Sport Writer Haydn Dupree looks at the influence of super-agent Jorge Mendes at Wolverhampton Wanderers, with the club pushing for promotionWritten by HaydnDupree on 21st March 2018
Feature: What It is Like to be Selected for Your Country Whilst Studying at Birmingham
Redbrick Sport spoke to current Maths PhD student and part-time UoB lecturer Alex Tisbury about being called up to the England Dodgeball squad last month
Every aspiring athlete grows up dreaming of representing their country, but getting a chance to do so while still studying at University is an opportunity that comes round once in a blue moon.
But that’s exactly what University of Birmingham PhD postgrad Alex Tisbury experienced recently, after the Mathematics student received a call-up to the England Dodgeball Squad last month.
And there was an added sense of satisfaction for the 24-year-old, who narrowly missed out on a place in the National team in 2015.
“We found out by email, I literally didn’t know what to think,” he said. “I had been training for this for so long, it was such an honour."
“I’ve played a lot of sport my whole life but this is probably my greatest achievement.”
Tisbury (affectionately known as ‘Tiz’), who can include a multitude of sports on his resume, first caught the bug for Dodgeball in his earlier days at Birmingham, but the sport itself was not a recognised society when he began his undergraduate degree in 2010. “I played golf, cricket and table tennis as my main three sports growing up, so I have always had the hand-eye coordination which is very important for the catching side of dodgeball"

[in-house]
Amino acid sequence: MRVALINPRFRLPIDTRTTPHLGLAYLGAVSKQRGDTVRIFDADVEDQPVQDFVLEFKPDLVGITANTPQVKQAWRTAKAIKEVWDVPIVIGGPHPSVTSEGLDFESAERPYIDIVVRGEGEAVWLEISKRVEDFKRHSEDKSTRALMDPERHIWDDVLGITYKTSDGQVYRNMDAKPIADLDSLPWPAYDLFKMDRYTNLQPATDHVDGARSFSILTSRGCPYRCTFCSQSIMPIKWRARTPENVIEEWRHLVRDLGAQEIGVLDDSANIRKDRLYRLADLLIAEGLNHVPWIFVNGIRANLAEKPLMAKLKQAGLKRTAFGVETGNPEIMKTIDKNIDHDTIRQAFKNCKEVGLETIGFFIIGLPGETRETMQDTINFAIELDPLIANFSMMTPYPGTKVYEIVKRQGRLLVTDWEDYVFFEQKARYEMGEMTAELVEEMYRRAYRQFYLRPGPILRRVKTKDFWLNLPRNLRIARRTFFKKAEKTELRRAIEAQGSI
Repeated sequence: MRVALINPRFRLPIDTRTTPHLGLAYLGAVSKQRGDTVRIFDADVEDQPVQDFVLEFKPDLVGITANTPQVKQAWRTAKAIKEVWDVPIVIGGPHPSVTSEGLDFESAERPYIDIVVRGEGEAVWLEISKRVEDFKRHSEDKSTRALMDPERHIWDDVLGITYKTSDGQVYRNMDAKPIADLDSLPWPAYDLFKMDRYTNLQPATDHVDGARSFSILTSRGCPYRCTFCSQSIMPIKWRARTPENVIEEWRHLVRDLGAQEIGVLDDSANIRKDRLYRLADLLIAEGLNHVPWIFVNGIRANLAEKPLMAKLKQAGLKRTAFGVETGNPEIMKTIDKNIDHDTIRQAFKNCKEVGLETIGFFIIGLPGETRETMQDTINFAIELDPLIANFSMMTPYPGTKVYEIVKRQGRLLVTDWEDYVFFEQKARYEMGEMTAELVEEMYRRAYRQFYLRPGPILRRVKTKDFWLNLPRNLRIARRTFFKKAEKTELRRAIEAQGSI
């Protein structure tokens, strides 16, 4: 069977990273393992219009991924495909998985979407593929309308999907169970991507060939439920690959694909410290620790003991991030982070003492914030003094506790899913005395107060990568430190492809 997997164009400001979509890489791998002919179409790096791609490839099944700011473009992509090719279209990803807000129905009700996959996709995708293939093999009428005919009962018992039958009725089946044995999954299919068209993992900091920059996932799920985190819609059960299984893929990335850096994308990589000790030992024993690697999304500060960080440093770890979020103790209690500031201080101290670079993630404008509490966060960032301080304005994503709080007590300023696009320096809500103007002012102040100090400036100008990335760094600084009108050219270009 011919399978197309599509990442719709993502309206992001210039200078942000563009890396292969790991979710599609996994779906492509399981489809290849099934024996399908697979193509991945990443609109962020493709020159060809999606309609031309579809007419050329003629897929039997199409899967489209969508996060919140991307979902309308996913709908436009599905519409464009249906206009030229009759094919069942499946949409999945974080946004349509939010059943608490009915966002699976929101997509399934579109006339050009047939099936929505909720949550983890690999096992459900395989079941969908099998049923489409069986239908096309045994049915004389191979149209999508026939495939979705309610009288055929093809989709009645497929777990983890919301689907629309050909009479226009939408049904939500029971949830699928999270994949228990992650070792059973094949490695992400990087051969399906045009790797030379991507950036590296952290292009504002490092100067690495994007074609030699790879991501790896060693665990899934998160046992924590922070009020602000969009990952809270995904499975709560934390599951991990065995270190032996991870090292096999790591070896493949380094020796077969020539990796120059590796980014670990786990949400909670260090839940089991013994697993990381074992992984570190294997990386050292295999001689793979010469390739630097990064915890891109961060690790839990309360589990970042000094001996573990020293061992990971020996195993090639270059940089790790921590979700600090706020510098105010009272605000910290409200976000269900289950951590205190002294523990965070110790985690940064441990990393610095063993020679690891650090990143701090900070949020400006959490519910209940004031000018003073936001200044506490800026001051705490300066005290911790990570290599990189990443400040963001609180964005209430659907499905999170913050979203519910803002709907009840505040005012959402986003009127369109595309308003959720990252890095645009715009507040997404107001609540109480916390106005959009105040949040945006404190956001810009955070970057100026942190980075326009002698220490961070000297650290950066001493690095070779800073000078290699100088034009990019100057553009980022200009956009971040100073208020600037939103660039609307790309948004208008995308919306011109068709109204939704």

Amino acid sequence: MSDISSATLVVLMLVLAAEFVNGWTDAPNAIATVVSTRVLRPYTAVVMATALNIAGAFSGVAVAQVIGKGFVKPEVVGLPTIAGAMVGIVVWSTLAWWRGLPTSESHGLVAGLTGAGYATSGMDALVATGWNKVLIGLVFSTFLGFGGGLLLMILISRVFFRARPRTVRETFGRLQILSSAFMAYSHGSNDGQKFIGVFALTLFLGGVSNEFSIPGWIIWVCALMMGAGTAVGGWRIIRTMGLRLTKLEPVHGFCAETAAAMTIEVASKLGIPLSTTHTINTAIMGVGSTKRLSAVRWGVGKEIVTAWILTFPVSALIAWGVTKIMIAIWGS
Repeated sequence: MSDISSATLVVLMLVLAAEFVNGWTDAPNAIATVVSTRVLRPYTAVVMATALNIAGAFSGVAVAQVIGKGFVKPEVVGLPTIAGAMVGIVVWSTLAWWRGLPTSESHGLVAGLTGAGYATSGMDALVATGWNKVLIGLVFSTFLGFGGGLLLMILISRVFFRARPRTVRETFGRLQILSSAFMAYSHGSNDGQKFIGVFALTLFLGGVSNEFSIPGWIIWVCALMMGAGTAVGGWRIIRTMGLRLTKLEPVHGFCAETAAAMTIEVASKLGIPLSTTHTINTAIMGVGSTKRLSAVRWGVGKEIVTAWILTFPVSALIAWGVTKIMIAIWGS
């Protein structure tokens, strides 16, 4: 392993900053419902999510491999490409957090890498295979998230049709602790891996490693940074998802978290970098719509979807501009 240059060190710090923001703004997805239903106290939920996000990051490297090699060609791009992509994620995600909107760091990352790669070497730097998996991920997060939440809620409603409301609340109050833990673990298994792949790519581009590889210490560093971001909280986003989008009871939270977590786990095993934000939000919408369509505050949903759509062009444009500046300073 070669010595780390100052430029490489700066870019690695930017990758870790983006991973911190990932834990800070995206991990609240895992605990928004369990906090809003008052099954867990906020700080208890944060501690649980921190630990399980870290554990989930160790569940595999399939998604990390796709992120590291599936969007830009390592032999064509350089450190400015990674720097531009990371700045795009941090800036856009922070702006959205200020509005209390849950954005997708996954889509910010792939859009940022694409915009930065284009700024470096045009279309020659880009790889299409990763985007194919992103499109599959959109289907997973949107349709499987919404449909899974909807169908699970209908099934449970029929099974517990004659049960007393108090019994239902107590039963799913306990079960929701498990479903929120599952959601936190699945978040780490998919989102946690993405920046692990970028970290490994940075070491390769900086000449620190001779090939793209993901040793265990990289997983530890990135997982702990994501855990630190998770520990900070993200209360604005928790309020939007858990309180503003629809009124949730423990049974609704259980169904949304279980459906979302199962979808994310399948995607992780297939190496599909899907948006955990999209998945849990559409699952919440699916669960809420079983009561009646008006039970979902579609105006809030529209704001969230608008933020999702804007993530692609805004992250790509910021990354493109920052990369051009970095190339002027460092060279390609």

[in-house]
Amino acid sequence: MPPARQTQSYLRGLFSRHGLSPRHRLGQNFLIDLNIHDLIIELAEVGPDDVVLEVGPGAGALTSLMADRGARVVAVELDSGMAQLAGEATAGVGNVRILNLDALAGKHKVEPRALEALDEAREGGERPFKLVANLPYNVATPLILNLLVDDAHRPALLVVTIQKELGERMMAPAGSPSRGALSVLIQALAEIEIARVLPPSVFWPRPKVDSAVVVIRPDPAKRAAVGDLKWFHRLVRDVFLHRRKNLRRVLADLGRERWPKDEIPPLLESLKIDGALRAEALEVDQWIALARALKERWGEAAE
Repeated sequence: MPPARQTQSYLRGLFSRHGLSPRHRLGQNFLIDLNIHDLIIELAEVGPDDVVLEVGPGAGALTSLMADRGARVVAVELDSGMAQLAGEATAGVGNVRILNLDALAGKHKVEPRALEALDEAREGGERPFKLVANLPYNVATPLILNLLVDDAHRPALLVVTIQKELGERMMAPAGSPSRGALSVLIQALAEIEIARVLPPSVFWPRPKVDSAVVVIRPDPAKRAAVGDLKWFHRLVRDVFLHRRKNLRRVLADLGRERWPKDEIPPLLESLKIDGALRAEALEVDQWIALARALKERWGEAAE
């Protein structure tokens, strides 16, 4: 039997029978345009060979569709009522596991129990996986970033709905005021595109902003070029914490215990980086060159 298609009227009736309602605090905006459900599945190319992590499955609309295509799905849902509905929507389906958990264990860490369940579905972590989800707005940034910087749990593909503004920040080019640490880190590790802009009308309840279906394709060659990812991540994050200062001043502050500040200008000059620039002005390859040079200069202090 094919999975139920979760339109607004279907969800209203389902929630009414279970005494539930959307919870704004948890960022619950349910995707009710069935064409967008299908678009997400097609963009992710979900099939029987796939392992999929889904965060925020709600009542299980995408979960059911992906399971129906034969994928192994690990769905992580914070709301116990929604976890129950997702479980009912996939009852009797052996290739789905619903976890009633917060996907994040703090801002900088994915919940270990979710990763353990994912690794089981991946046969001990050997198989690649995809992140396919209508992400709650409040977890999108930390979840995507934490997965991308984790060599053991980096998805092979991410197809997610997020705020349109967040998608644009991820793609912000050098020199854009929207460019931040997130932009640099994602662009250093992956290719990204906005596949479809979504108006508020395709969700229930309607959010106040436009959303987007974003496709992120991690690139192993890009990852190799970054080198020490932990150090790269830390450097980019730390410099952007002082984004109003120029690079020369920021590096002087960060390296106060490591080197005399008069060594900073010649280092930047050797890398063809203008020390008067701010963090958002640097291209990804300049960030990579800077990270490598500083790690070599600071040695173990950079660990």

"I started playing in my fourth year of University, which is three and a half years ago now... that is not long, but dodgeball is a fairly new sport, a lot of people who play internationally now have only just really got into it themselves, the first European championships weren’t until 2010."
“There are so many others with a UoB connection who are involved with their National squads doing really well too.”
“'I literally didn’t know what to think, I had been training for this for so long, it was such an honour'
After selection heartbreak twelve months ago, part-time lecturer Tisbury learnt his lessons for 2016 and said a change in the environment of the trial day helped to turn the tide in his favour and launch him into the squad for the coming months. “It was a lot more fun and enjoyable this time round and I think that probably helped me get through, because it is so much easier to play your best when the atmosphere is conducive to it."
“The trials work in two parts. There are open trials for those people not currently in the squad and then if you come through those there are closed trials, which are little more tense as people are playing for their positions.”
Dodgeball may currently be undergoing a rules shake-up in an attempt to make the sport a world phenomenon, but Tisbury is just hoping there will be no changes regarding his own position among England’s elite any time soon.
“The goal now is to try to stay in the squad,” he said. “You have to re-trial every year so now I am in the squad I shall have to go to the closed trials next year and play for my position again, which will obviously be really tense.”
However, it was an inauspicious start to his National career for Tisbury, as he watched his teammates lose from the side lines for the first time in years at last weekend’s UKDBA Six Nation’s Championship final on Merseyside, as England Men picked up a silver medal.
Several other current and former UoB dodgeballers were also in Liverpool competing at the event and a list of the successes can be found below.
Holly Edmunds (ENGLAND Women's)
Lottie Millington, Evie Ford, Dan Koenig (ENGLAND mixed)
Nick Kinsey (WALES mixed)
Eugenia Page Hewitt (REPUBLIC OF IRELAND Women's)
Article by Thomas Dodd